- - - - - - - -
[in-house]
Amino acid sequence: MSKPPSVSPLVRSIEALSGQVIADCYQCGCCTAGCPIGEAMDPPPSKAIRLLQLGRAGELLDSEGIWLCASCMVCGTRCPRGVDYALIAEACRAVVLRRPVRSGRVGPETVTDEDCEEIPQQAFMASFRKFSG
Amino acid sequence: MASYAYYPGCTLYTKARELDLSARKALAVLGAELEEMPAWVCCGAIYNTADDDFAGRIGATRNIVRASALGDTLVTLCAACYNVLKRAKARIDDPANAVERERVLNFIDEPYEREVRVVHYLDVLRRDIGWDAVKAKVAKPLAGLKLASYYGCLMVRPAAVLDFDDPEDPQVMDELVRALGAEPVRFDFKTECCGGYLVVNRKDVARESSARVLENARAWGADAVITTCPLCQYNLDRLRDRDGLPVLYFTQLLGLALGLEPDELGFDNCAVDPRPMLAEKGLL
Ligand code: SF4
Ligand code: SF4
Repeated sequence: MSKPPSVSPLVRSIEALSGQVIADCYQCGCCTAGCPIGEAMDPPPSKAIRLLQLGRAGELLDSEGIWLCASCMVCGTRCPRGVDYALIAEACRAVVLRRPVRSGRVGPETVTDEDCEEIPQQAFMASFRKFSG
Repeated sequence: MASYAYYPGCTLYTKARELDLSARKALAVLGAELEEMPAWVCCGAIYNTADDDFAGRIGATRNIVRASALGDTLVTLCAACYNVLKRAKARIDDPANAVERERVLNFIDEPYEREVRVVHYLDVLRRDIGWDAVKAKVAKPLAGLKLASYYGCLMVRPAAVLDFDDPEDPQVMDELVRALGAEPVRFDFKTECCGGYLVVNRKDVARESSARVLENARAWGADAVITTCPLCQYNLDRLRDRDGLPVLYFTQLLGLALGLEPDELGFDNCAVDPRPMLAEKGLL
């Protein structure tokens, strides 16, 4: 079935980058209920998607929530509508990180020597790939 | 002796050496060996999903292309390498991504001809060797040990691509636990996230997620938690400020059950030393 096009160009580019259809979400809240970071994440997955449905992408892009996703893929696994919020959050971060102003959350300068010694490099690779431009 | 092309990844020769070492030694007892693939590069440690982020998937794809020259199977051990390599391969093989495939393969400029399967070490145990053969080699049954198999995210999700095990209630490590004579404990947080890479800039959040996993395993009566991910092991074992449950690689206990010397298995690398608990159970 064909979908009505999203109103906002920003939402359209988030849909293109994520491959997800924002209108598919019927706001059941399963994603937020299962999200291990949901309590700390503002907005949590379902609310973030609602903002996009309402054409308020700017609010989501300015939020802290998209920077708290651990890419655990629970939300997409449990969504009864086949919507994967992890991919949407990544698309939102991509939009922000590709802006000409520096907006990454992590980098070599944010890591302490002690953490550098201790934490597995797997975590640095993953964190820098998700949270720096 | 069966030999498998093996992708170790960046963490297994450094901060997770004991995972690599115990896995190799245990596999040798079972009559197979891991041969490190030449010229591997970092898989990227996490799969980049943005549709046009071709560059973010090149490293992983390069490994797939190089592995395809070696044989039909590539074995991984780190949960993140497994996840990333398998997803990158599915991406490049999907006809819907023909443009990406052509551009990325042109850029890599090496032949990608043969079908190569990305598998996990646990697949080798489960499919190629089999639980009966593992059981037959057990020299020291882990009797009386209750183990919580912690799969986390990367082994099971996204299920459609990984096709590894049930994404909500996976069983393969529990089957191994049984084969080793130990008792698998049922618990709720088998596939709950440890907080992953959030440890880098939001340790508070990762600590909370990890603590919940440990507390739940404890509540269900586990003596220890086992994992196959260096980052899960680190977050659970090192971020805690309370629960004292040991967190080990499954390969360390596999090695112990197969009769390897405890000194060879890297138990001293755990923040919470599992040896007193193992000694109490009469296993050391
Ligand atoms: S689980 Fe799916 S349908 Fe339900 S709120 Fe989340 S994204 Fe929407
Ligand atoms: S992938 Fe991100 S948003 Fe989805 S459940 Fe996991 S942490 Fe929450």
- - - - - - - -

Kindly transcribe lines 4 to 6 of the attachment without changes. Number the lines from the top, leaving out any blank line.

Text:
Ligand code: SF4
Ligand code: SF4
Repeated sequence: MSKPPSVSPLVRSIEALSGQVIADCYQCGCCTAGCPIGEAMDPPPSKAIRLLQLGRAGELLDSEGIWLCASCMVCGTRCPRGVDYALIAEACRAVVLRRPVRSGRVGPETVTDEDCEEIPQQAFMASFRKFSG